Wesley Yang wrote a provocative article about Asian-Americans and the looming cloud of ancestral culture for New York Magazine last May. It was an interesting piece, outlining with specific examples and case studies on how Asian culture has mass-produced successful teens, but mediocre Americans. I’ve read it a handful of times, each time reacting slightly different: an emphatic nod, a wince, a vehement disagreement.
There are great points in the article; a few I was afraid to admit to myself. If it isn’t already clear from my last name, I’m an Asian-American. I’m small, and at times, I can be unassuming and meek. Like Yang, I’m not always so comfortable in my own skin. But there was some gravity in Jeremy Lin’s performance against the Los Angeles Lakers Friday night. Every single one of his possessions had me on the floor, overwhelmed with pride and unfiltered elation. I’d never screamed so loud, and it’d been a long time since a single game moved me to tears. Whether it’s been officially bestowed upon him or not, Jeremy Lin carries the hopes and dreams of entire Asian generations on his shoulders. I struggle to think of another moment where we as a community had been so proud of who we are.
No one really knows what to expect from Lin anymore. What was supposed to be a comedown game against the Lakers became something miraculous. We don’t know how long he can keep this up, and for the many (myself included) who have been somewhat skeptical of this run, his play continues to suspend our doubt, almost force-feeding us reasons to believe. Perhaps the most tantalizing reason is Lin’s probing of the lanes, providing us an almost unfair tease given the personnel around him and the image that conjures. Of course, he’d be taking cues from another unheralded point guard whose unlikely background made opportunities scarce.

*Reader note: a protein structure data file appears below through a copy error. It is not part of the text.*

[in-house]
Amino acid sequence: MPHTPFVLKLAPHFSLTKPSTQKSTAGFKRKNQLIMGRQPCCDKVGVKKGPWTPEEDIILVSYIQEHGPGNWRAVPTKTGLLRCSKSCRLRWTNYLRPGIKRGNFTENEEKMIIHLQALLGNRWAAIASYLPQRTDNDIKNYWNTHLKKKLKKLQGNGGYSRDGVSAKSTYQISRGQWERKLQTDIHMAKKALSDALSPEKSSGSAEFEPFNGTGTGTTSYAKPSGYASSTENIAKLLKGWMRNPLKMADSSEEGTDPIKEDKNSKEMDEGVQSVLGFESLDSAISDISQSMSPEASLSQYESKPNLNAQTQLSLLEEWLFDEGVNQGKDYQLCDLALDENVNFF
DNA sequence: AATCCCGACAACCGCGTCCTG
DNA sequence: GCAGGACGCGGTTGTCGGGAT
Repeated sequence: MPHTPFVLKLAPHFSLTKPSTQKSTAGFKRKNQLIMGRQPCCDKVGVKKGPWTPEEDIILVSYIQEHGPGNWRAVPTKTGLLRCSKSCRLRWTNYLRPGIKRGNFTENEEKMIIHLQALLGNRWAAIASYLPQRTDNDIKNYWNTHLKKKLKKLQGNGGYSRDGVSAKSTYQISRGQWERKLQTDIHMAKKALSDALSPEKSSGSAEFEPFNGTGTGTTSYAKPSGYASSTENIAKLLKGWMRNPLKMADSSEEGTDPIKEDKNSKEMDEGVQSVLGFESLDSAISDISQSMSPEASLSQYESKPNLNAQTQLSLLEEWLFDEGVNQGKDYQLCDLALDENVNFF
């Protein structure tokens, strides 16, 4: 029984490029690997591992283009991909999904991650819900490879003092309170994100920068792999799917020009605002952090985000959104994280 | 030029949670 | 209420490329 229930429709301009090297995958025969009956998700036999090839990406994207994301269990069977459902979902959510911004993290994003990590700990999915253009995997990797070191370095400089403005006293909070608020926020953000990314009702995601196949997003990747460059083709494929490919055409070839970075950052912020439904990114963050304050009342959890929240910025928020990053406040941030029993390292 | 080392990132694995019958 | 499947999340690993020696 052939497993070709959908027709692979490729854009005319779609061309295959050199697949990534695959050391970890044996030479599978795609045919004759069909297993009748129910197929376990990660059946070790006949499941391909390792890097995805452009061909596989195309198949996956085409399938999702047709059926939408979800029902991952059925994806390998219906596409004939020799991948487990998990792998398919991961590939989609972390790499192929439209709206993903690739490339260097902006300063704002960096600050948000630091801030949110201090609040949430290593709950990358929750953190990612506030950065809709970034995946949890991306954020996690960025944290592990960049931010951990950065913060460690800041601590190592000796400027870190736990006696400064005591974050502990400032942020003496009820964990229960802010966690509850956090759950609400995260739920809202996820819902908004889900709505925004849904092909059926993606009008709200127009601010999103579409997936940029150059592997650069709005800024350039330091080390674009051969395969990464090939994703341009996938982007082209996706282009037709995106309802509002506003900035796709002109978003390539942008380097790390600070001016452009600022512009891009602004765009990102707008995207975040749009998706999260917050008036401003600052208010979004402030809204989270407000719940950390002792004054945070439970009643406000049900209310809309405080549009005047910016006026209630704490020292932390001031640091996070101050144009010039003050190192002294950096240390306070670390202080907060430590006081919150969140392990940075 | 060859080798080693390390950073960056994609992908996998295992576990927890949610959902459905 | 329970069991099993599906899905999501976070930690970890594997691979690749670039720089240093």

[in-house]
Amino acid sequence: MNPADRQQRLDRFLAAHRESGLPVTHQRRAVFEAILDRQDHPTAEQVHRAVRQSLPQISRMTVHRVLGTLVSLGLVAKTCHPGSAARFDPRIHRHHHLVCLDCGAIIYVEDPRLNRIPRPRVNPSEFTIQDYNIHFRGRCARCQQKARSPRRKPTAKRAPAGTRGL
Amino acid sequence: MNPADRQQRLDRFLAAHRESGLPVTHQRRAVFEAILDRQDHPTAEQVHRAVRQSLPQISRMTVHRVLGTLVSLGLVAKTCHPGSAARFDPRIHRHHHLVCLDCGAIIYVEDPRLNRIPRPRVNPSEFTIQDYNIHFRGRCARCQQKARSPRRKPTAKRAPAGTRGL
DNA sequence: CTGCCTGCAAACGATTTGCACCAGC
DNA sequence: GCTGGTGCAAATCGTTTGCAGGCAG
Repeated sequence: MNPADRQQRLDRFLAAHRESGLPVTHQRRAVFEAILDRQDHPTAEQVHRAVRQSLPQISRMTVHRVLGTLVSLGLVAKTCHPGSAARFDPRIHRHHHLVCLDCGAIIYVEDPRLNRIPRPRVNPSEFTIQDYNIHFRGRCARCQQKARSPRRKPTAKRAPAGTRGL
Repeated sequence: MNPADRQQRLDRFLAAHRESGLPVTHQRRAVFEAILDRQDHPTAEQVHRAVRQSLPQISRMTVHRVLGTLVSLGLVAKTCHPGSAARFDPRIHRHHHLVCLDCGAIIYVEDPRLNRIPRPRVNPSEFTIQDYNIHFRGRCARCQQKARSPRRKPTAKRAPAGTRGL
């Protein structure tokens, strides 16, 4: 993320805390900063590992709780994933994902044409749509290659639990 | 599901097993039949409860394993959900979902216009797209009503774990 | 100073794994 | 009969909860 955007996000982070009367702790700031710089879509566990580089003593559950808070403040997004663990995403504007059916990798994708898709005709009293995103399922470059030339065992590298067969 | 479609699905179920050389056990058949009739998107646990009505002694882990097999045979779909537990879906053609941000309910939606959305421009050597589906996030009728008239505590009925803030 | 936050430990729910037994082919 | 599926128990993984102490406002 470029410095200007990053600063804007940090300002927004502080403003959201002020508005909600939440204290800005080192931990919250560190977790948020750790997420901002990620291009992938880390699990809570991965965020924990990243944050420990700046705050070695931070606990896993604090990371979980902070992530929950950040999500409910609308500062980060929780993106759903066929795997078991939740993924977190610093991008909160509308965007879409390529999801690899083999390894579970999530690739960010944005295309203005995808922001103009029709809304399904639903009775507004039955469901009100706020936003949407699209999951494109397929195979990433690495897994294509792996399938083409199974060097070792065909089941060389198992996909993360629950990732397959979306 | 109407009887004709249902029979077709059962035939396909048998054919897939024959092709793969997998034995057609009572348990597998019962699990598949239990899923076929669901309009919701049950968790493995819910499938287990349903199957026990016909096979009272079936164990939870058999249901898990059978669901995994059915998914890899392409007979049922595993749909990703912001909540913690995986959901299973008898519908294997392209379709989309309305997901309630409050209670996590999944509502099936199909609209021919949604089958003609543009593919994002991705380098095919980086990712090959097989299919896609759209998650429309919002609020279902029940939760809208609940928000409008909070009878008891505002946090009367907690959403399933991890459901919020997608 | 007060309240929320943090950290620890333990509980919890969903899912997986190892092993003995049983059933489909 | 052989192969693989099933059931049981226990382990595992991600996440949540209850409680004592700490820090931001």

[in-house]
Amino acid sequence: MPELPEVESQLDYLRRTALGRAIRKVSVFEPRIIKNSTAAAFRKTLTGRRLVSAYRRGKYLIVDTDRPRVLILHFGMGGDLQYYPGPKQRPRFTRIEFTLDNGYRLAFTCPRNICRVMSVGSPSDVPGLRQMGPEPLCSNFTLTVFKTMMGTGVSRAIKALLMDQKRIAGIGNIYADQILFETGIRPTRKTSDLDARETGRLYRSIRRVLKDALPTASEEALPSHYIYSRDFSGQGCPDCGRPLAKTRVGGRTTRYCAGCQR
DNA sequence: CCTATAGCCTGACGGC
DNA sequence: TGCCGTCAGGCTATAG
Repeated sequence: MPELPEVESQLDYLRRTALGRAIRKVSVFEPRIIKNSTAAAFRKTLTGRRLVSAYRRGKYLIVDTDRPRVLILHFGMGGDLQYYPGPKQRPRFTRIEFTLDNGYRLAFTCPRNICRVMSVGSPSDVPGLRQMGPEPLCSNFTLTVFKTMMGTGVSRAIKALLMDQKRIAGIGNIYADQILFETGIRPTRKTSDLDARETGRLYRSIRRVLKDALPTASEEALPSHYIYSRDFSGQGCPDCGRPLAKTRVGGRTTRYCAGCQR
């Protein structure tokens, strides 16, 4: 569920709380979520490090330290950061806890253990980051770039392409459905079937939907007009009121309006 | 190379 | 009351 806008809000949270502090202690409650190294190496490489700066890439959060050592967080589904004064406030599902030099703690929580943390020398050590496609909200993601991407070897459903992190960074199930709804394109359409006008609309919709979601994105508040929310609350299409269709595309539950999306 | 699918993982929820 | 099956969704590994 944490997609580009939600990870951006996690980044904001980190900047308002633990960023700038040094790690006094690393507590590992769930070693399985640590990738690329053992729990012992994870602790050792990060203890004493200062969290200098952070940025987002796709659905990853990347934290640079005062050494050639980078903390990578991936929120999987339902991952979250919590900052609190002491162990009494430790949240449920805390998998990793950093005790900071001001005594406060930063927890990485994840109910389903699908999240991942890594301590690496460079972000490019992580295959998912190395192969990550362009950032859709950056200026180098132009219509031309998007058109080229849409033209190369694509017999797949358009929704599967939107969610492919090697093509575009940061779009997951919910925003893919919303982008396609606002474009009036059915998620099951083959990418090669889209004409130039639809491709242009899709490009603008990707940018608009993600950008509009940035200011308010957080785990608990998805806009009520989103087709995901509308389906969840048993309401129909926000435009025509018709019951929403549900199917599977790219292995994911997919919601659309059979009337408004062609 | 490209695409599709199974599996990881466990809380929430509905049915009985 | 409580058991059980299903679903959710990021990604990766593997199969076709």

This phenomenon is more than just a celebration of points on the board, right? What is Linsanity? How does he affect the Asian-American community, and the community of Asian immigrants worldwide? What do we see in Jeremy Lin?
He’s dominated Twitter for the past week, but the tweets that strike me the most are the ones attempting to lump Lin and Yao Ming together. No, Jeremy Lin is not an addendum to Yao Ming’s legacy. No, Linsanity doesn’t render Yao’s time in the league obsolete. No one can replicate what Yao did as an ambassador for the game, nor will anyone be able to duplicate the refined artistry of his post game standing 7’6″. Yao was always a singular case. While he was very much his own person (who else could even dream of being Yao Ming?), it’s impossible to separate Yao from China. His will was China’s will. His effort was China’s effort. He was built to serve his homeland; to propagate his two loves with the world: his country, and basketball. For me, that isn’t what Jeremy Lin is about.
“You are American!” my parents always tell me. They say so with smiles and sardonic inflection. I am. I’m American. I was born in California, I don’t speak my native tongue all too well, and I’ve never been to any part of Asia (though I would love to). At a young age, I was taught essential Asian cultural doctrines, filial piety being chief among them. Respect your elders, and don’t let them down. They’ve sacrificed everything for this one golden opportunity you have here in America. They’ve worked, prayed, and cried tears of blood for you. Don’t waste time. Work hard, study, practice, be a good human being. I’ve seen my parents let down once before. I never want to see that again. We learn that sacrifices need to be made for the good of oneself and one’s family. That may or may not include the dissolution of dreams.